If we failed to learn anything else from the recent ravages of Katrina and Rita, we should at least have figured out two things. One is that this country desperately needs a viable and affordable mass transit system linking major cities.
The second is that this country must invest and commit to using alternative, renewable fuel sources.
Anyone who watched televised depictions of evacuees stranded in New Orleans, unable to leave because of poor health, lack of transportation and too little money to afford to go anywhere, should appreciate the need for systems to move a lot of people from one place to another quickly.
And anyone who saw the clogged highways out of South Texas hours before Rita came ashore should appreciate how much more smoothly that evacuation could have been handled with an adequate mass transit system.
In New Orleans, officials (You can blame local, state and federal and not miss the mark.) should have brought in buses to get people out. A good rail system would have come in handy as well and with people in peril it would not be too much to presume that fees could be waived to get the poor out of harm’s way.
Most of us, and I include myself in the criticism, so revere our independence and so love our automobiles and pick-up trucks, that we hesitate to put our travel plans in the hands of someone else. We fly when we have to, but if confronted with the possibility of taking a leisurely trip on a train or, heaven forbid, a bus, we recoil in horror and continue to burn fuel and clog highways.
They don’t do that everywhere. On a business/pleasure trip to Italy last fall, we relied on trains to get around and found the experience most enjoyable. We could do that here. But the real lesson we should take away from these disastrous hurricanes is how dependent we are on petro-fuels.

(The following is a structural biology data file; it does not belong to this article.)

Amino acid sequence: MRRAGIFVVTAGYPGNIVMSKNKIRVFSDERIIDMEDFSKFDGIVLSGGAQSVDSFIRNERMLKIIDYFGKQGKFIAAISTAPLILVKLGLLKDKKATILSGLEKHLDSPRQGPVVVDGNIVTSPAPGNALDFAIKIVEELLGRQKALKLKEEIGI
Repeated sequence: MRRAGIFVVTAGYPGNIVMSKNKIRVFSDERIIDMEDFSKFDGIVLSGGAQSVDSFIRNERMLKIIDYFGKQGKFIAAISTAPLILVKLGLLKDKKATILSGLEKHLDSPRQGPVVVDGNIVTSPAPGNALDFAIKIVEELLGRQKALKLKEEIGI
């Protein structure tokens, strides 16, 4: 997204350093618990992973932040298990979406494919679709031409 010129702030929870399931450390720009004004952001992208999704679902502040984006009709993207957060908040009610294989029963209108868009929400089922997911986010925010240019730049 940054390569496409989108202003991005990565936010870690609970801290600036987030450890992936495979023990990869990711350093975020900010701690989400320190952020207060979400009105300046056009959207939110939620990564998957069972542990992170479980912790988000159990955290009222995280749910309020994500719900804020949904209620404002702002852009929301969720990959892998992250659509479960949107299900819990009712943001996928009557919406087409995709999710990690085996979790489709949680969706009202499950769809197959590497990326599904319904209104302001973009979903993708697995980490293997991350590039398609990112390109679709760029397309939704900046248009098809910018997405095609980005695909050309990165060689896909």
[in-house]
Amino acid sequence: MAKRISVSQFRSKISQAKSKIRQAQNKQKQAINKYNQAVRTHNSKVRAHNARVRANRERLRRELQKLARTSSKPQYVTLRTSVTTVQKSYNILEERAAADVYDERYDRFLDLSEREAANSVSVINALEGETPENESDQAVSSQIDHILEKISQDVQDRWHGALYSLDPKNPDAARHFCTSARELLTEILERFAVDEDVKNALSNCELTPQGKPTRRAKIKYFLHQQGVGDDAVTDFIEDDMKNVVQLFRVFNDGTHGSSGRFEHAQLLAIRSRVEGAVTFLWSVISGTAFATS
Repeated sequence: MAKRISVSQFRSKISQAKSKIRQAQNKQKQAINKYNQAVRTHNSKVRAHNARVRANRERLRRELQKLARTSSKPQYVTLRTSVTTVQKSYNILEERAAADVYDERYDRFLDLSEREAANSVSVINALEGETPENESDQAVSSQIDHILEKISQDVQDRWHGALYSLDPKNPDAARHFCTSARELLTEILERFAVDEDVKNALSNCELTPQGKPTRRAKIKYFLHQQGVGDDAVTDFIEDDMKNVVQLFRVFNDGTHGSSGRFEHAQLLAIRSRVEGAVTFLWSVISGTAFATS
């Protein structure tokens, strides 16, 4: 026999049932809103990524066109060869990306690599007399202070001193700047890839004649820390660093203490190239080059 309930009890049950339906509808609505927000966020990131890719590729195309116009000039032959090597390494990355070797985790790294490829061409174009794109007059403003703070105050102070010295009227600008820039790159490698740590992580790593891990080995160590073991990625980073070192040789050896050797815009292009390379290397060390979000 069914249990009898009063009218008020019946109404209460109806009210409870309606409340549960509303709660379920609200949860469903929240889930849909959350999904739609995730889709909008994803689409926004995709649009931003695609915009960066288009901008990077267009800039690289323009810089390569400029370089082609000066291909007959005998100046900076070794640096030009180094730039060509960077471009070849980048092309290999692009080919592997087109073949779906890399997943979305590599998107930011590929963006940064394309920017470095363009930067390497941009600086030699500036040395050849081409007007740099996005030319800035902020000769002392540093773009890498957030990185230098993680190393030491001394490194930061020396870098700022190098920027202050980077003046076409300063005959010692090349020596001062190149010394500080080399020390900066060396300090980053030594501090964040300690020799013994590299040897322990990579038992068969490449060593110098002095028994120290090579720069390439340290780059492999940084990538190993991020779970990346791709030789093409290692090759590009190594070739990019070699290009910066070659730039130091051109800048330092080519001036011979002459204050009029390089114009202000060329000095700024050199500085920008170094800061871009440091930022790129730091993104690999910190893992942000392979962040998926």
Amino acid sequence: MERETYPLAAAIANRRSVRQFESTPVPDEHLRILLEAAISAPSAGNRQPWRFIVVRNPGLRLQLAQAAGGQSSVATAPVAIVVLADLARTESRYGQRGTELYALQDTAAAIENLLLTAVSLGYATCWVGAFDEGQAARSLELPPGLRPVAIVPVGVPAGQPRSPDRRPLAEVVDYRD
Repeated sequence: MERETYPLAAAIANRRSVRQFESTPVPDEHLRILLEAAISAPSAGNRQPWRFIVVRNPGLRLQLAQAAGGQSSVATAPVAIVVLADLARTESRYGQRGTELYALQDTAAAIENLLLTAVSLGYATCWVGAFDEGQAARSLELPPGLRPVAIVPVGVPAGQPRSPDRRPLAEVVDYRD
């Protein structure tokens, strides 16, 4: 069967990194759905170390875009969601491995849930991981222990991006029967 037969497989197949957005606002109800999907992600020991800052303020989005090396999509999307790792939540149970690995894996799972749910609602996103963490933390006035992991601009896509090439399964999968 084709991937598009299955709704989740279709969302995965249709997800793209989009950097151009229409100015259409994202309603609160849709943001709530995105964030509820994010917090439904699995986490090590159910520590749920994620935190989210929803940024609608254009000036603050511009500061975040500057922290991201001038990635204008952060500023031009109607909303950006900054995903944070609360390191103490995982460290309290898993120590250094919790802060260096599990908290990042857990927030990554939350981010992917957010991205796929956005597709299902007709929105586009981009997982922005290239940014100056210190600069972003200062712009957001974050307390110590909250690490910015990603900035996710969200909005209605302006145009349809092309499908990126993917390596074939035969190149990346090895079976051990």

As recently as early summer I never would have expected to be pleased at finding regular gasoline for a mere $2.49 a gallon. I paid it and felt encouraged that it was no longer $3.09, a level it is once again rapidly approaching.
And I wonder how many working people can afford to get to and from jobs if they have to shell out that much every time they fill their tanks. We need more fuel-efficient vehicles, but we also need to begin tapping our natural resources to increase the fuel supply.
We can grow our fuel, at least a good percentage of it. Unfortunately, even with current price escalation and spot shortages and the dire prediction that we’ll pay as much as 50 percent more to heat our homes this winter, few folks in power are pushing to produce more bio-diesel and ethanol.
Are we so obliged to the oil industry or so reluctant to change that we can ignore our vulnerability? I remember waiting in long lines back in the 1970s to buy gas during the oil embargo, and we weren’t having to pony up nearly as much as we do today to fill up when we finally got our turn.
The world is a more dangerous place than it was then. And we’ve just learned that our fuel supply need not be threatened by some OPEC dictator who has a beef with us. Natural disasters do quite a good job of putting us afoot.
It’s time we took control of our energy needs and break our dependence on petroleum. Home-grown energy makes more sense during these unsettled (by war and weather) times than it ever has. We have the natural resources and the skilled farmers to meet much of our energy needs. We lack only the commitment to get it done.
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